Weber achieve efficiency through insulation of the body of the grill. The entire grill body and lid is double skinned, that is, there are two sheets of metal with a layer of air between them. This is a common approach to insulation and can be seen in the construction of thermos flasks and double glazing windows, for example. This makes for a very effective way to retain heat inside the body of the grill, and the more heat that you can keep inside the grill, the lower you can keep the heat source (the fire), and the slower you will use up your fuel (coal).
3. What makes a traditional, ceramic kamado fuel efficient?
A traditional ceramic kamado grill, on the other hand, relies on thermal mass rather than insulation to retain heat. Its thick grill body, additional fire bowl and heat deflector are heavy ceramic stone. However, rather than having insulating properties, the stone has a much larger thermal mass. During cooking, the ceramics are able to absorb huge amounts of the heat energy that is slowly released back into the oven, which also helps to regulate the temperature and keep it more stable over long periods.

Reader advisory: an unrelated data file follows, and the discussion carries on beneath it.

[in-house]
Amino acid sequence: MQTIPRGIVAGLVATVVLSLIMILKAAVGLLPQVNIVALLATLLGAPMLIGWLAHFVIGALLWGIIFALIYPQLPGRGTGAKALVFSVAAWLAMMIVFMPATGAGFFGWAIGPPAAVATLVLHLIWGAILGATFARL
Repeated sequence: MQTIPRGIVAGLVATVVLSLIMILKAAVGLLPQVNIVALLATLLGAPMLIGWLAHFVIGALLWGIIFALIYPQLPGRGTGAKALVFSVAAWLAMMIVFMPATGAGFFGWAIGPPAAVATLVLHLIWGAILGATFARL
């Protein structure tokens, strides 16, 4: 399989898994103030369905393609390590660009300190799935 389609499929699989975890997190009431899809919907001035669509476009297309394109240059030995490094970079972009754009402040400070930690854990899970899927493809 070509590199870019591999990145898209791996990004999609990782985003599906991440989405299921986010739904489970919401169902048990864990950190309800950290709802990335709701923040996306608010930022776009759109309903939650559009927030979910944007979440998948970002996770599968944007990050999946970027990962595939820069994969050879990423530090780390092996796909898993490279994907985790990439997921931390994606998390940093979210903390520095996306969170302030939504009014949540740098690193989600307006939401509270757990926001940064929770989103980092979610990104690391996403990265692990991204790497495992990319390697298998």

4. Insulation vs Thermal mass
Insulation basically controls the temperature in the BBQ by slowing the rate of energy loss out of the BBQ. Thermal mass in ceramic kamados controls the temperature by storing the heat energy in the ceramic parts in the body of the grill.
Both insulation and thermal mass have pros and cons, though:
Insulation allows for a much lighter build, so the Summit will be far easier to move about and transport - if portability is important factor of a grill for you, then this is a big difference.
Insulation allows for easy control of temperature, kamados are famously harder to bring a temperature down if you get it too hot - this is because the heat energy is stored in the thermal mass, so even if you reduce the heat source, there is a huge amount of heat energy stored in the thermal mass of the ceramics that takes a long time to change (which is the whole point - this is how it regulates the temperature in the grill)
Insulation on the other hand, only works whilst the grill is closed - if you lift the lid, all that heat energy that you have been so effectively retaining inside the grill escapes. You’d expect to see a bigger drop in temperature every time you open the summit compared to opening a ceramic kamado, as the energy doesn’t escape from the thermal mass easily.
Likewise, when bringing it back up to temperature its more likely to initially overshoot and then come back down with insulation, where as ceramics give you a much more stable temperature with less fluctuation.